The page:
Editor's Log: Commercial Striped Bass Talk - The Fisherman

Editor’s Log: Commercial Striped Bass Talk

In a somewhat surprising move, the Massachusetts Marine Fisheries Advisory Commission (MFAC) came out of their January 28 meeting with a proposal to add days to the Massachusetts 2021 commercial striped bass rod and reel season in an effort to hopefully fill the annual quota.

The official proposal reads as follows:

Future Rule Making on Commercial Striped Bass Management.

The MFAC reviewed a MF proposal to amend its commercial striped bass management measures for 2021. The proposed measures generally seek to increase access to the commercial quota. The first proposal is to adopt an earlier season start date. DMF has received a petition to open the season in late May and it was the preference of the MFAC’s Commercial Striped Bass Sub-Committee to open the season a week earlier on June 16. The second proposal is to increase the number of fishing days per week. The proposal has the season opening with four consecutive open fishing days (Mondays – Thursday). Then, if the quota is unfilled, then the fishery would go to five consecutive open fishing days (Mondays – Fridays) on September 15 and seven open fishing days per week on October 1. Additionally, DMF will propose a November 15 season closure date if the quota is not taken beforehand. This will allow DMF to more promptly start its annual commercial striped bass tag accounting.

You can listen to the complete meeting by searching “January 28, 2021 Marine Fisheries Advisory Commission Business Meeting” on YouTube or directly at https://youtu.be/1-CyaqTZH0A?t=9215.

As a matter of background, the Massachusetts commercial rod and reel fishery currently opens on June 24 with a 35-inch minimum length and no upper limit for possession. Anglers are allowed 15 fish for boat and lobster permit holders, and 2 fish for shore-based/other permit holders. The commercial striped bass open fishing days during the season are Monday and Wednesday, only. If an open fishing day falls on the 3rd or 4th of July or the quota remains open on Labor Day, the commercial striped bass fishery will be closed. For the past two seasons the commercial striped bass quota in Massachusetts waters has not been filled. (2020: 735,240-pound quota; 386,750-pound harvested; 52.6%. 2019: 869,813-pound quota, 586,128-pound harvest; 67.4%) In each of those two years, the Division of Marine Fisheries (DMF) has proposed in-season adjustments in an attempt to fill the quota. In 2019 the adjustment was denied, but in 2020 an additional day was added to the weekly open days but the quota still remained unfilled by season’s end. The current proposal by the MFAC was made with the hope of eliminating this in-season adjustment in 2021.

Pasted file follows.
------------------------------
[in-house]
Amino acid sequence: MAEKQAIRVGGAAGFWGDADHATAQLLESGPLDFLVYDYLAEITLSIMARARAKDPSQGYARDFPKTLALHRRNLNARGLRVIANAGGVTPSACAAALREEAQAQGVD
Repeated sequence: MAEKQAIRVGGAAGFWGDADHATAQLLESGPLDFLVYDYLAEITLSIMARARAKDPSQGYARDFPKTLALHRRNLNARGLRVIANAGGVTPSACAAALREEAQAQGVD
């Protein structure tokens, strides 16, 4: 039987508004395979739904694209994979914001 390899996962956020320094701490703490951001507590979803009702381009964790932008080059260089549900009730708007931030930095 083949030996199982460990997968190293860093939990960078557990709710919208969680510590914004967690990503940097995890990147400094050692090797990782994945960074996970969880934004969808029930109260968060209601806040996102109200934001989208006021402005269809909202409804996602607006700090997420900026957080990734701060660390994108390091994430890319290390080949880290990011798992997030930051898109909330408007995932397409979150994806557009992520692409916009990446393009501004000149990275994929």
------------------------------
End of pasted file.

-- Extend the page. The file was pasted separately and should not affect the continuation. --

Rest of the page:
This is where things get sticky.

I can understand the MFAC’s attempt to take proactive steps in order to prevent the need to make adjustments while the season is underway, but, at the time, I pose the following questions: Why isn’t the quota being met each year? Are there not enough fish to be caught? Is effort down? Is reporting down? Are there enough fish to be caught to fill the quota but fishermen do not have enough opportunity to catch them?